I bet you wish you could stop reading about all the different ways our cloud platforms can be compromised and breached by the bad-guys. But no, there are loads of attacks we should be aware of in order to keep our businesses safe and secure. So what is a brute force attack?
A brute force attack is pretty much what it sounds like. It’s not too clever, it’s not stealthy at all. In it’s simplest form, a brute force attack is just guessing passwords.
Ever had a combination padlock and you forgot the combination to? I have. Luckily, it only had 3 numbers to it, and it wasn’t attached to anything when it was stuck in the locked position. Therefore, there were 1000 possible combinations as to what the right combination must be; 000-999. All I did was watch some TV whilst fiddling with the padlock. Turn the least-significant digit one click around, pull the end of the padlock. Repeat.
This exercise ended when I happen to get to the number 401, pull the end of the padlock, and it opened right up. I had completed a brute-force attack on the padlock. It took a long while, but it’s unlocked now.
Well we just described a brute force attack on a physical padlock, so we know how that works, but how do we do the same in the cloud? Well you could do it the same way if you wanted to.
Everyone is familiar with a username and password. We use them all over the place. What’s more, usernames are often email addresses, which are not secret. Email addresses can’t be secret, otherwise how would anybody ever send you an email? So if I know you use a particular service, like Facebook for example, I probably already know your username, because I know your email address.
What if I went to the Facebook login screen and entered your email address, with a password of aaaaaaa (8 a’s because of minimum password length rules). If it isn’t that, shall we try 7 a’s and a b? And so on. Eventually, we will have tried every single combination of letters, numbers and symbols which could create an 8 character password. If we’re still not in, we’ll just add another character onto the end, and try every 9 character password. On and on we could go.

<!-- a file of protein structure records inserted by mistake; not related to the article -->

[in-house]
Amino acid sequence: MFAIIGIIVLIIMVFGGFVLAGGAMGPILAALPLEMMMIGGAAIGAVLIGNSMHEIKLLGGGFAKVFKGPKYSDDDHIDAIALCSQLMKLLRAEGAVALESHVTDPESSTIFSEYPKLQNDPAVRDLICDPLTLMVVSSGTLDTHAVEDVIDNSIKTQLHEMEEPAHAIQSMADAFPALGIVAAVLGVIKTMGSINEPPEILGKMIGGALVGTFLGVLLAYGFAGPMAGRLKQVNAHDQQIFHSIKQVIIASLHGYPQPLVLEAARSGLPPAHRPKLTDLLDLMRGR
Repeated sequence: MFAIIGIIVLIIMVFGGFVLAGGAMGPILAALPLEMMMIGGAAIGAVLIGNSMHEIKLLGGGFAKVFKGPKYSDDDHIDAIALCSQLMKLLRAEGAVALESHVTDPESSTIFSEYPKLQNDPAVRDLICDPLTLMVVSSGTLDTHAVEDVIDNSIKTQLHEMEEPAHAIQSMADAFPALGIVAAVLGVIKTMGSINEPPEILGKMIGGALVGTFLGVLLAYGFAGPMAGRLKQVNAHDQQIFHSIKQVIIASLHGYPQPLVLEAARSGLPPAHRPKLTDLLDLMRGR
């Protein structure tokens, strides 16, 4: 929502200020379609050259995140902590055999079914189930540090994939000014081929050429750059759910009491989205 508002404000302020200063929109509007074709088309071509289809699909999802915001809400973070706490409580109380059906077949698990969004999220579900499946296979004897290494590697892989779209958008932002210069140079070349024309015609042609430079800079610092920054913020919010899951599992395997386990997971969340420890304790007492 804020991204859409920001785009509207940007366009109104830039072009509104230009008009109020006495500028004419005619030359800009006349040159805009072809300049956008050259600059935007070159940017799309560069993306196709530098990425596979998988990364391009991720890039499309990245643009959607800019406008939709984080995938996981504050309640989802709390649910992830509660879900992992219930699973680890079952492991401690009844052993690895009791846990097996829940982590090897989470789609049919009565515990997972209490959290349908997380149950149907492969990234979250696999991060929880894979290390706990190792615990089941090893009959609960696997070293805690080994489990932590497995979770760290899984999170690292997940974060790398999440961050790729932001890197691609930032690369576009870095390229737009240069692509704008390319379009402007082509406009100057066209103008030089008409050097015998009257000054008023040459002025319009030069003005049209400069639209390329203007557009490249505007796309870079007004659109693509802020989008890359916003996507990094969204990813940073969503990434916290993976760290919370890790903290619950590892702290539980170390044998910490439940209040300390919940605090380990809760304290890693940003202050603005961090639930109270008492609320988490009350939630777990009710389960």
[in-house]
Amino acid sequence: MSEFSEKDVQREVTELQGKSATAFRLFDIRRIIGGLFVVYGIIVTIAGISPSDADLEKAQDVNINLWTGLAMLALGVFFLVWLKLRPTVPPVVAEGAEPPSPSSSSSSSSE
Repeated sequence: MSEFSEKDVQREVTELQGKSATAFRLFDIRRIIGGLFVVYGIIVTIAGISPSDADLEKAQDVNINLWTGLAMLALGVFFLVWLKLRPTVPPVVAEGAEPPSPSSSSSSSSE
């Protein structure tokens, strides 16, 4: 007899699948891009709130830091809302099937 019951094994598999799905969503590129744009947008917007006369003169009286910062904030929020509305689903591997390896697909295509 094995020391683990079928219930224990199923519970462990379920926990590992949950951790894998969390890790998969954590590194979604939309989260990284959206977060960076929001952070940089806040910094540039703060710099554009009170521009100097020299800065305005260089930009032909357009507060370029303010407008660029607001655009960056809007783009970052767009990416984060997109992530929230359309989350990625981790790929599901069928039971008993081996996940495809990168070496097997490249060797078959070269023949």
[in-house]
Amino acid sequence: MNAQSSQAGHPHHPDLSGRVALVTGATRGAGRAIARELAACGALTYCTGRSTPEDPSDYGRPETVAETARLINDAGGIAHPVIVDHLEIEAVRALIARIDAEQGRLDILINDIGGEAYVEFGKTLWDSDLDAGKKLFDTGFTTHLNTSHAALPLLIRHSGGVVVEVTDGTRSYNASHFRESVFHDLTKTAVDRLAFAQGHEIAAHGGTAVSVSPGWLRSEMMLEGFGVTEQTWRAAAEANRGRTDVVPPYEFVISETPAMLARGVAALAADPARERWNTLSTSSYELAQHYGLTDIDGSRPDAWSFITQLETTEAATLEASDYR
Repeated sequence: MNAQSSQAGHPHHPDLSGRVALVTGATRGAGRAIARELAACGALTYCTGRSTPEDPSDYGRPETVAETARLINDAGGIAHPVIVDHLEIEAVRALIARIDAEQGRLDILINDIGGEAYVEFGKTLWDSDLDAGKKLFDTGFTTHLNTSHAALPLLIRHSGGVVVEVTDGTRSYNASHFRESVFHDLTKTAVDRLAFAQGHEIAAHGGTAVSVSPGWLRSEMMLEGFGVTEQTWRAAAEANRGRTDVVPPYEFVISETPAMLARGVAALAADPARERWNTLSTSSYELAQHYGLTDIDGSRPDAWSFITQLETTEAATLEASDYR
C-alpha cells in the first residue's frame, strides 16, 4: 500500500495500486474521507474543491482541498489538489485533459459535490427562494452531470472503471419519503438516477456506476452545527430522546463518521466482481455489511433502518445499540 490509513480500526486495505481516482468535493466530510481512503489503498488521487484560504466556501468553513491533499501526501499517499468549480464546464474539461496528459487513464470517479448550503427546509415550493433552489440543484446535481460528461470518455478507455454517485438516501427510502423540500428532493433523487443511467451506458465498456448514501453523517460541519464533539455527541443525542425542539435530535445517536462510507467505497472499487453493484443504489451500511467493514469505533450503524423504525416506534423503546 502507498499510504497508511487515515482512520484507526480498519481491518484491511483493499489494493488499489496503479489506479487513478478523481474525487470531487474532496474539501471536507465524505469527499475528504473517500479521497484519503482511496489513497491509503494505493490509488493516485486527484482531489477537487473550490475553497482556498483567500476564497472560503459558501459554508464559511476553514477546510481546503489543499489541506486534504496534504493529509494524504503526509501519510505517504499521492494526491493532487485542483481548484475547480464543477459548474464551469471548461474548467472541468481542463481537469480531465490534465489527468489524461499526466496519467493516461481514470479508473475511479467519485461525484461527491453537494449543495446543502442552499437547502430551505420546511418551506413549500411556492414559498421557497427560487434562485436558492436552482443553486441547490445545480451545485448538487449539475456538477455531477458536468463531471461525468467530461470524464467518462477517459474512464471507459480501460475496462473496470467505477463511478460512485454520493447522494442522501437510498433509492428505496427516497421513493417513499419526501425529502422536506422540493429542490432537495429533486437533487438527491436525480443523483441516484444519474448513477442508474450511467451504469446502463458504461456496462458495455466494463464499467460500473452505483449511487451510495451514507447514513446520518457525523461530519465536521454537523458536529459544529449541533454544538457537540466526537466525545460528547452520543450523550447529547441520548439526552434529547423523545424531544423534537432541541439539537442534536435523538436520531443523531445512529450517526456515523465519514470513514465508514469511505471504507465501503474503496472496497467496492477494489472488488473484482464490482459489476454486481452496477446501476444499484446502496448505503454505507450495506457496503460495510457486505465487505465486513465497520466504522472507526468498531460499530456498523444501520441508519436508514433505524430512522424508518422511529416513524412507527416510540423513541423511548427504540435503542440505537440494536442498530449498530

The beauty of this approach, if you’re on the offence, is how quickly computers can perform really repetitive tasks, like entering thousands of passwords every second. So given enough time, we can literally try every single password there could ever be. Without any other controls in place, a brute force attack will breach a username and password check.
Incrementing through every letter, number and symbol on the keyboard will work, but how many people do you know who’s password might be “aaaaabac”? It’s probably less likely than “Password123”, right? If you happened to have a list of all the passwords which were more likely to be used, rather than random strings of characters, it would make sense to try all of those first wouldn’t it? That’s what a rainbow table is.
Whenever there are password leaks from a compromised system anywhere on the Internet, you can bet those passwords make their way into rainbow tables. Hackers are smart, so they will work out probability and likelihood of each password being used for a given account, then try those passwords first. That’s why we always advise against using something that someone else might have as their password too.
I made a pretty bold statement earlier when I said that brute force attacks will get you access to any given account, given enough time. That’s true only if there are no other controls in place. What kinds of controls could we put in place though?
Think about the last time you couldn’t remember a password. I mean aside from the fact this never happens because we’re all using password managers now. But stay with me. How many incorrect password attempts do you think you might make? 5? 10 at the absolute most, surely? Not 40,000, like a computer might try if it were brute-forcing the account.
And how long might there be in between each time you submit a password you think it might be? Maybe 4 seconds to type the password in, and hit enter? Not thousands per second that the brute force attacking computer is doing then?
So now you can see the controls we can put into software which make brute force attacks unviable, because we can slow them down to such a point where it would take years to make enough guesses to get in. Of course that’s on a well configured system.
An of course, if we have 2 factor authentication switched on, it doesn’t even matter if your password were to be brute force guessed – the attacker would still have to be in possession of your other authentication factor. That might be a physical key you plug into your computer and touch, like a Yubikey, or it could be something like the Google Authenticator app.
Seriously, go and switch on 2 factor authentication for everything you can, right now!
Knowledge Is Power
As you can see, brute force attacks are pretty scary – but aren’t too hard to detect and protect from if you know what to look out for. And now you know! Here at Beaty Consultancy, we think knowing how your attackers think, and what tools they’re using against you, means you’re much better prepared for defence. And now you know how brute force attacks work!